AUGUSTA — The development of Augusta’s school budget has reached the school board, with administrators proposing a budget that would increase spending by 0.5 percent but could raise taxes by a larger amount.
Leaders of the city’s four elementary schools presented their proposals to the school board and took questions at a budget workshop Monday, the first of three scheduled for such presentations.
Board members will hear about buildings and grounds, special education, technology, adult education and district-wide expenses at a workshop on Monday and about the budgets for Cony and the Capital Area Technical Center on Wednesday, Feb. 5. Both of those workshops are scheduled for 6:30 p.m. in the City Council chamber at City Center.
A meeting for public input on the budget is scheduled for Wednesday, Feb. 26, and the board is due to vote on the budget on Wednesday, March 5, after which it would go to City Council and then a public referendum.
Superintendent James Anastasio said administrators reduced their original requests by about $720,000 to reach a proposed budget of $27.5 million. That’s $140,901, or 0.5 percent, higher than this year’s budget.
The administrators’ plan projects that local property tax revenue would have to increase by 4.4 percent to support the spending budget.
That number isn’t certain, though, because it assumes that Augusta’s state aid will remain unchanged. Local school districts won’t know how much state subsidy they’ll receive until the state releases that information later this winter or spring.
The increase in taxes would make up for an anticipated loss of $110,000 in tuition payments to the school district and a reduction of nearly $300,000 in transfers from the school nutrition fund and the school district’s fund balance, its reserve funds.
This year’s budget was balanced using $1.3 million from those two funds. Several school board members objected to depleting the fund balance by so much, but City Council included the transfer in the budget sent to voters in order to limit the tax increase for property owners.
The school administrators’ budget proposal calls for another large transfer from the fund balance — $1 million this time.
Farrington Elementary Principal Lori Smail said she and her fellow principals drew up their budgets with two primary goals: smaller classes and continuing improvement in academic achievements.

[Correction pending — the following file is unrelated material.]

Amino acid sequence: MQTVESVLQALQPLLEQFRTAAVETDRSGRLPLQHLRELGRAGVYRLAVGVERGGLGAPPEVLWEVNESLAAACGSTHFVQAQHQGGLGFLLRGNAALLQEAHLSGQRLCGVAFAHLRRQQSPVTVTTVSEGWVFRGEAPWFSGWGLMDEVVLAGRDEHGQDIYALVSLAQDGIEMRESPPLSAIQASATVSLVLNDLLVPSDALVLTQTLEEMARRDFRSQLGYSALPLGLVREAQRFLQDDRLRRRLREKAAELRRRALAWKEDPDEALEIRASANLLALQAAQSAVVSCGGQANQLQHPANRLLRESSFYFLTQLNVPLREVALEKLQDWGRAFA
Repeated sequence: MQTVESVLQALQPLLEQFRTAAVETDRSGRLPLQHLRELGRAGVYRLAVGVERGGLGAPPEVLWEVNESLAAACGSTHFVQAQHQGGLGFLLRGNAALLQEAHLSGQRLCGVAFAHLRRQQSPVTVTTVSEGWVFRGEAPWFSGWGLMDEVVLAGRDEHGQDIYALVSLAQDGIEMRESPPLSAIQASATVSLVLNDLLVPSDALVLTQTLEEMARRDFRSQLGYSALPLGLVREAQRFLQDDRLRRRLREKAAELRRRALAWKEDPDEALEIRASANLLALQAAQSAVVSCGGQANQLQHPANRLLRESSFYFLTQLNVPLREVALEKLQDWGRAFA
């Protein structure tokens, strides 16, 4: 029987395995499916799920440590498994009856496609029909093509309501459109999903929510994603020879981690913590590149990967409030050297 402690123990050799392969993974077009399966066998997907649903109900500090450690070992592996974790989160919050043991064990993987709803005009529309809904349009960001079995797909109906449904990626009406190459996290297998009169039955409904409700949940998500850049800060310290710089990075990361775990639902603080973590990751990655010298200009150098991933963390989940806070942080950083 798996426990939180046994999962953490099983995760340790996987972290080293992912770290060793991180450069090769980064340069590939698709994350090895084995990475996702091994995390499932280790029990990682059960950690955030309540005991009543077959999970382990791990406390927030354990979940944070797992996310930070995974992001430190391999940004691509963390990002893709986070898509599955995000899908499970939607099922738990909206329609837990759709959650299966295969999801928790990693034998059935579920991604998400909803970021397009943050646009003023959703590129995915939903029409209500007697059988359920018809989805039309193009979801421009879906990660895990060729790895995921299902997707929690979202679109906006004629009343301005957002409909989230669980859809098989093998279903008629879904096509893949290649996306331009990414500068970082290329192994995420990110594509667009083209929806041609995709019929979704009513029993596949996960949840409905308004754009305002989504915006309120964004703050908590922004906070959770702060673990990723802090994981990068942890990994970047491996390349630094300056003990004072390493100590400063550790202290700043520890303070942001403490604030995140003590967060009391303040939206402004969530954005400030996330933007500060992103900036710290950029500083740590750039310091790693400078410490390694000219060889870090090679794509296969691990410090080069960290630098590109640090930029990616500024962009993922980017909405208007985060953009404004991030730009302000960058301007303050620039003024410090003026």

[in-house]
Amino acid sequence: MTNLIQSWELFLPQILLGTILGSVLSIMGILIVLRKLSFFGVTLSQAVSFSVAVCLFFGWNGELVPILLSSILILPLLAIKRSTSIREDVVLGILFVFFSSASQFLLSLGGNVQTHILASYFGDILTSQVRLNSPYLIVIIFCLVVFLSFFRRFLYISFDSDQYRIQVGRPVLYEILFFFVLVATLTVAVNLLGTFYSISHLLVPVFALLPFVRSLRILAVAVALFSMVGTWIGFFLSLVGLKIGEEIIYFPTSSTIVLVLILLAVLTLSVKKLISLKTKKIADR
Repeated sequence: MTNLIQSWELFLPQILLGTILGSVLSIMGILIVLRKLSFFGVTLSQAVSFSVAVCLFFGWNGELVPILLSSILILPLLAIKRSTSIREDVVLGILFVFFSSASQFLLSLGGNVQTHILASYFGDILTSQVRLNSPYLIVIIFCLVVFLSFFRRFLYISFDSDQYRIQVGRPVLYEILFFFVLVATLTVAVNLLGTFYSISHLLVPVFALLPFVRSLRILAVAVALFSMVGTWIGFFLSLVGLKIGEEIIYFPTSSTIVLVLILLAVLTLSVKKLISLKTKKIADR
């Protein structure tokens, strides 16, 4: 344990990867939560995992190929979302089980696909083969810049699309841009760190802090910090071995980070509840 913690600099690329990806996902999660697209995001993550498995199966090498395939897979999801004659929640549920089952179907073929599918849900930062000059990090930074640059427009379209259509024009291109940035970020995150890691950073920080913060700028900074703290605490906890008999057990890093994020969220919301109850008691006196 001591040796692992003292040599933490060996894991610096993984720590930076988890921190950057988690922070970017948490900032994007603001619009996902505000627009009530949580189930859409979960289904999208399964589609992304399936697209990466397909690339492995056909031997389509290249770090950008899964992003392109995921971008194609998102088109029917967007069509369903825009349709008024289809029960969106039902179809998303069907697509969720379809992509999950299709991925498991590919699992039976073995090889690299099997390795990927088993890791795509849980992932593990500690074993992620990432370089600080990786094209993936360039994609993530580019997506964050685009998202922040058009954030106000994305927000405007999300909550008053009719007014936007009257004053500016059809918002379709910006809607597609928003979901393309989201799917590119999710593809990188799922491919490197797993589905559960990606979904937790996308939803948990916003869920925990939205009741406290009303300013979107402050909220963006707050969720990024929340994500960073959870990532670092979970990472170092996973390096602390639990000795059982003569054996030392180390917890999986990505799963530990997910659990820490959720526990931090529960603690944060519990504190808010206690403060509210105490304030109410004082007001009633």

Two of the biggest changes in the elementary school budgets presented Monday night include moving students around to equalize class sizes and eliminating band for fifth and sixth graders.
The former proposal would restore sixth grade at Hussey Elementary. Those students had been sent to Farrington, but moving the district’s central office from Hussey to CATC this year will free up space for more classrooms.
To equalize class sizes, some students would have to change elementary schools on each side of the river. On the east side, 40 Farrington students would move to Hussey. On the west side, 15 Lincoln students would move to Gilbert and 11 Gilbert students to Lincoln so that each grade would be about the same size.
Anastasio said the district would start by asking for volunteers but may not be able to find enough families willing to change schools.
Without moving students around, the administration projects class sizes ranging from 15 to 25 next year, even with the addition of three teachers.
If the school district moves students, they would have to hire only one new teacher. Class sizes would be fairly even across the district but large, with 19 to 22 students in each classroom. The school board’s own policy recommends that student-teacher ratios not exceed 18-to-1 in kindergarten through second grade and 22-to-1 in third through fifth grade.
Eliminating elementary band would save about $103,000. All students at the elementary schools would still have music class once a week, but fifth and sixth graders would no longer be pulled from class for instrumental lessons and band practice.
Smail said the principals dislike the idea of discontinuing elementary band, but they proposed it because it would affect a relatively small number of students. Only about 20 Farrington students participate, and the numbers are similar at the other elementary schools.